In south Island waters, most halibut fishers use bait; however, the lead-weightedLucky Jig type squid lures have their advantages: they are simple to rigand to fish. Use 60 - 70 lb backing line and a 6' 30 lb test leader. Fishthese lures with the same up and down motion employed with other jigginglures. Artificial lures have another advantage: dogfish with their hypersensitivenasal capabilities seldom bite non-baited lures. This becomes a seriousconsideration when lures are 300' from the boat and rerigging soaks up valuablefishing time.

Drop the gear to the bottom and quickly reel 5 turns. Ratfish and otherugly critters will not rise even that short distance. Reestablish contactwith the bottom every few minutes. Check bait at least once every half hour.Reel in slowly; halibut will lift 30' off the bottom to take a herring.Then they motor straight down. To clear a sounded fish, clip a dodger onthe line and let it work down to flash in front of the halibut. Alternativley,give the line a few good twangs; the vibration will normally get a halibutmoving.

Check tide guides before setting out. Halibut fishing should only beattempted in slow water. Speeds over 2 knots spell death to the fishery.In the Race Rocks area, fish the east side of the Race at the 18 fathomline, and, on a slow ebb tide, move to the west side of the Race, fishingthe 20 - 30 fathom line. In either case let the tide carry the boat intodeeper water to avoid gear hangups. As your gear bumps down the variousledges, play out line to maintain contact with the bottom.

Anchor only if an experienced boater, using an anchor, line and float.Attach the boat to the float with a line. The drag of fast moving waterexerts tremendous strain. Bait can spiral out of control. Smaller boatscan be in real peril if a wave hits when the bow is already pulled low bythe anchor. In addition, retrieving an anchor can be next to impossiblein fast moving water. When this must be attempted, motor into the curent,loosen the line and, once past the point of moorage, give a good sharp tug.This turns the anchor over on its end, freeing it from grasping terra firma.Or at least that's how simple it sounds in a fishing column.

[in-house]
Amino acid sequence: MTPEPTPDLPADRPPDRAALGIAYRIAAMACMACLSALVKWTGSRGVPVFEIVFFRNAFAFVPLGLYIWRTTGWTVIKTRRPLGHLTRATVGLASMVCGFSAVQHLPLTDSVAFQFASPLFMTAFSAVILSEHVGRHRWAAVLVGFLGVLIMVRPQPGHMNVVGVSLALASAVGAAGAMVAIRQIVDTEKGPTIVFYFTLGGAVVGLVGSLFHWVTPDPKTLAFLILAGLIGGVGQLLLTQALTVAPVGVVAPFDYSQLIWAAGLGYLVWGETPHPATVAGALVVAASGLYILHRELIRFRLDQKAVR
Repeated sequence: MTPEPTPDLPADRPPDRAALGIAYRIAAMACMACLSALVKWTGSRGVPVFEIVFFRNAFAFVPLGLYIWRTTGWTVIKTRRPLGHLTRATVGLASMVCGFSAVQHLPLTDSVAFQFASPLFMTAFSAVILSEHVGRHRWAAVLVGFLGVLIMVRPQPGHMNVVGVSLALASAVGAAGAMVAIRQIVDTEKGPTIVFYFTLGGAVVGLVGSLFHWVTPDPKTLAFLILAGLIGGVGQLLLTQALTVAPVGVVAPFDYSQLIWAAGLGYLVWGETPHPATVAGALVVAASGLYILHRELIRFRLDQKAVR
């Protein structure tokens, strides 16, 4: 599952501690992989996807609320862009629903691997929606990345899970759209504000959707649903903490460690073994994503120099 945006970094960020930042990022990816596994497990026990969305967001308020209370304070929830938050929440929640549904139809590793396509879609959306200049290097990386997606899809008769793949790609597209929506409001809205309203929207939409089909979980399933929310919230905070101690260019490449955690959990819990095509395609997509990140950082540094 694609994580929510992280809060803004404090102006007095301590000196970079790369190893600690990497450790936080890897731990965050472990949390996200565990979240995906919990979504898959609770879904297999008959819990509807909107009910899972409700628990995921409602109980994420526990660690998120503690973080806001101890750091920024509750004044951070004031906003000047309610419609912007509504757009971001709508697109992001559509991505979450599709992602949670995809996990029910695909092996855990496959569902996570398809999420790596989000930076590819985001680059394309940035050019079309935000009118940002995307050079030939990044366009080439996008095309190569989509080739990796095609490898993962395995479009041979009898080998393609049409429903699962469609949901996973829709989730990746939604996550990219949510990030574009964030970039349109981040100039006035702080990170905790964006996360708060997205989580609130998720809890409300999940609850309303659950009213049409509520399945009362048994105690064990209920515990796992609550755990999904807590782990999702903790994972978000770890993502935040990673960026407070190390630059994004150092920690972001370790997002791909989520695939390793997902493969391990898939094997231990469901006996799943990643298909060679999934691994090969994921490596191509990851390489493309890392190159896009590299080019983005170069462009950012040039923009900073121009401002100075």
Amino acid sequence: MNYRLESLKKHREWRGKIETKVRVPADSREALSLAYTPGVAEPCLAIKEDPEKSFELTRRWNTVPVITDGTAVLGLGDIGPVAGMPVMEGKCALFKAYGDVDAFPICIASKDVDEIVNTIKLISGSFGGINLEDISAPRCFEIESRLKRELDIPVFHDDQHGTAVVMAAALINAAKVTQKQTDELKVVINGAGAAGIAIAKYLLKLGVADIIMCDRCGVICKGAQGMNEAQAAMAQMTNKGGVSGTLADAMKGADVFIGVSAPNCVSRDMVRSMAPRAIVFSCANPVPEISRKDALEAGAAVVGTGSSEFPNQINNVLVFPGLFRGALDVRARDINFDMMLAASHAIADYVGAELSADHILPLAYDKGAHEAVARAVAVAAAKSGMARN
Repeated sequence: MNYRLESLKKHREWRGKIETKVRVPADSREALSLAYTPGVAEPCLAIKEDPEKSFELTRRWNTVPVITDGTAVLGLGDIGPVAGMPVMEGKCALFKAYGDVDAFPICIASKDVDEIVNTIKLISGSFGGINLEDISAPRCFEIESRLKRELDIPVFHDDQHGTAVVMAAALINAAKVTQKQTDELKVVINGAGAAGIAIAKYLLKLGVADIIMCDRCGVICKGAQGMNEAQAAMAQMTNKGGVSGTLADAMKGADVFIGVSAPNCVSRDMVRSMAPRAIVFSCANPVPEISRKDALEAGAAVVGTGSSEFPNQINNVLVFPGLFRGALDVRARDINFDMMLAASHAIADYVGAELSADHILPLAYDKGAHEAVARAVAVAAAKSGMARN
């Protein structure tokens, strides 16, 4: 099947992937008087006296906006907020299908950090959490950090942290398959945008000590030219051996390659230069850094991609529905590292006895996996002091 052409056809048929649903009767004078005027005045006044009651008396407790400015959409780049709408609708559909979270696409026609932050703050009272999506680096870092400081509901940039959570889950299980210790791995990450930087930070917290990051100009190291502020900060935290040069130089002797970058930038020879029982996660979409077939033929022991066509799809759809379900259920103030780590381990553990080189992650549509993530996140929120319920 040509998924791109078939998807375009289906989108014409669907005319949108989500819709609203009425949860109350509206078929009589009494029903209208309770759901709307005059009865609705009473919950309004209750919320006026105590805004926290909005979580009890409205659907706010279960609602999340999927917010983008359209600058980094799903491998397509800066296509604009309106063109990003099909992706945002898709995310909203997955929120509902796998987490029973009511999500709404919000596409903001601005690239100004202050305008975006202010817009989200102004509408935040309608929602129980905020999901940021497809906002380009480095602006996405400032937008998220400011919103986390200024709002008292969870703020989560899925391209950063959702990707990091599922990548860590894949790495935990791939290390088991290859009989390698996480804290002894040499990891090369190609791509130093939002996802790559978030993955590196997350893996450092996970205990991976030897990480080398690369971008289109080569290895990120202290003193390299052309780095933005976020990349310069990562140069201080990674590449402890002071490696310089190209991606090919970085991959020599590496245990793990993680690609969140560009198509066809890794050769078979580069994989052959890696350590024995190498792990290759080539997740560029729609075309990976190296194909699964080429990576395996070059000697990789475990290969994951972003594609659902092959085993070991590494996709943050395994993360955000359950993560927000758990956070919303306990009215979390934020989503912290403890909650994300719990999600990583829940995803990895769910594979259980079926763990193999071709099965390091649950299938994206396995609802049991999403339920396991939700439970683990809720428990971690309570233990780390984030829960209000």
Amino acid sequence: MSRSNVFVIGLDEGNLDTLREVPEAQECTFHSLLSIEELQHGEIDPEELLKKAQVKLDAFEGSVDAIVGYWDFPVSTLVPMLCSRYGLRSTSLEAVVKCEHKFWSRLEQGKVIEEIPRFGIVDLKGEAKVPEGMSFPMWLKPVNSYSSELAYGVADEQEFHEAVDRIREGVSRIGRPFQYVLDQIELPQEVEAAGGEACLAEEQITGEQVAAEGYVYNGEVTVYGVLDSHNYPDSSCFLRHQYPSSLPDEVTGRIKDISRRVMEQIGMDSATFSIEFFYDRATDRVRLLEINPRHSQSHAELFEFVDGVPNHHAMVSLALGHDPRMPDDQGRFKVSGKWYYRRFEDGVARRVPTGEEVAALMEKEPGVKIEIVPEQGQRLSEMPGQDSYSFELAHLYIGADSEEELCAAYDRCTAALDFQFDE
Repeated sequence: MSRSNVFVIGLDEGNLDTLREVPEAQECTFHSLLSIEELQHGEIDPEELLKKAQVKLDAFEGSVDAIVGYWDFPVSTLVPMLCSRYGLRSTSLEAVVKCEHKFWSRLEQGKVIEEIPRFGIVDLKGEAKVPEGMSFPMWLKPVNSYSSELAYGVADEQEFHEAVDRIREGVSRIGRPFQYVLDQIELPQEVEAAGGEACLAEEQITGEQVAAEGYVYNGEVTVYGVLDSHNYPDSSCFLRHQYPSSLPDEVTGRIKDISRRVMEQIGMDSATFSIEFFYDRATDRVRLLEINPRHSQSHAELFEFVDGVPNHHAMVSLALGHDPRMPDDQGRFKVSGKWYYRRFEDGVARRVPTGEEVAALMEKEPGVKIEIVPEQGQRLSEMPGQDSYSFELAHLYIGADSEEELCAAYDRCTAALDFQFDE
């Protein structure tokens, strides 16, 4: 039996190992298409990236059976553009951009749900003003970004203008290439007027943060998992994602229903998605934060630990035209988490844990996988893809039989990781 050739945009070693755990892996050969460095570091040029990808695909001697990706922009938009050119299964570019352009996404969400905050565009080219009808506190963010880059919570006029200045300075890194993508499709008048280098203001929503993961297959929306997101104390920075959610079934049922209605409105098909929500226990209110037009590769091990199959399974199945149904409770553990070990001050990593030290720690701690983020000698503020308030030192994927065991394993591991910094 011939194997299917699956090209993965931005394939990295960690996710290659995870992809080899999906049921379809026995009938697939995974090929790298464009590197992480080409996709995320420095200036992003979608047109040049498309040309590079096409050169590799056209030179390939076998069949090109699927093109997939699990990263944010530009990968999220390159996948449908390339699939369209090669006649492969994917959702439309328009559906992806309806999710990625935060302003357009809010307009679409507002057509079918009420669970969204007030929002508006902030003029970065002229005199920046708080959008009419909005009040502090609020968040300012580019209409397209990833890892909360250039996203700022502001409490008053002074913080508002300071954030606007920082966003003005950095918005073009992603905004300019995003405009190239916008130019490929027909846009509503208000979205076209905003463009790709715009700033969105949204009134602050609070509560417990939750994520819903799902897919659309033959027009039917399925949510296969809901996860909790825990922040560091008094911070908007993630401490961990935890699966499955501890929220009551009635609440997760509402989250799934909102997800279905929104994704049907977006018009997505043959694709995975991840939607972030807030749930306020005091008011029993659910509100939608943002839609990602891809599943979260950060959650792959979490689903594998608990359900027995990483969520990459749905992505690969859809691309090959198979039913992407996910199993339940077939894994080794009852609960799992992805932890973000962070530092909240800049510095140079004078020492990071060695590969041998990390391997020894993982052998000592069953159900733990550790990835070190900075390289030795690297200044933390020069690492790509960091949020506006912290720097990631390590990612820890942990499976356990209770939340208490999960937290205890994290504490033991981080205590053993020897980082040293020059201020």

Next month, we move out into the open Pacific to tackle the tackle bustersin pristine wilderness.


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Articles
Coastal BC Fisheries
Seafood Recipes (Pt1)
Seafood Recipes (Pt2)
Seafood Recipes (Pt3)
Seafood Recipes (Pt4)
Hot Spots
Bamfield
Campbell River
Gold River
Hakai Pass
Langara Island
Port Alberni
Port Hardy
Port Renfrew
Prince Rupert
Rivers Inlet
Shearwater
Tofino
Victoria Waterfront
Salmon Online
Chinook Salmon
Chinook of Juan de Fuca
Chum Salmon
Coho Salmon
Contacting the Fish
Guide Your Way To Success
Happy Halibut Hunting
Happy Halibut Hunting (Pt2)
Happy Halibut Hunting (Pt3)
Harvesting the Herring
Likes the Lakes
Pink Salmon
Sockeye Salmon
Steelhead Bobber Tip
The Butts of Bamfield
Trolling Tip for Sidney
Techniques
Boat Electrical Potential
Casting for Your Catch
Drift Fishing (Pt1)
Drift Fishing (Pt2)
Mooching for Salmon
Tough Knots for Big Fish
Trolling for Salmon (Pt1)
Trolling for Salmon (Pt2)
Trolling for Salmon (Pt3)
Winter Fishing the Capital

Writers:
Peter Caverhill
Brian Chan
Fred & Ann Curtis
Ian Forbes
Geoff Hobson
Gordon Honey
Steve Kaye
Fred's Custom Tackle
Ron Newman
D. C. Reid
Philip Rowley
Barry Thornton


Happy Halibut Hunting: Part 2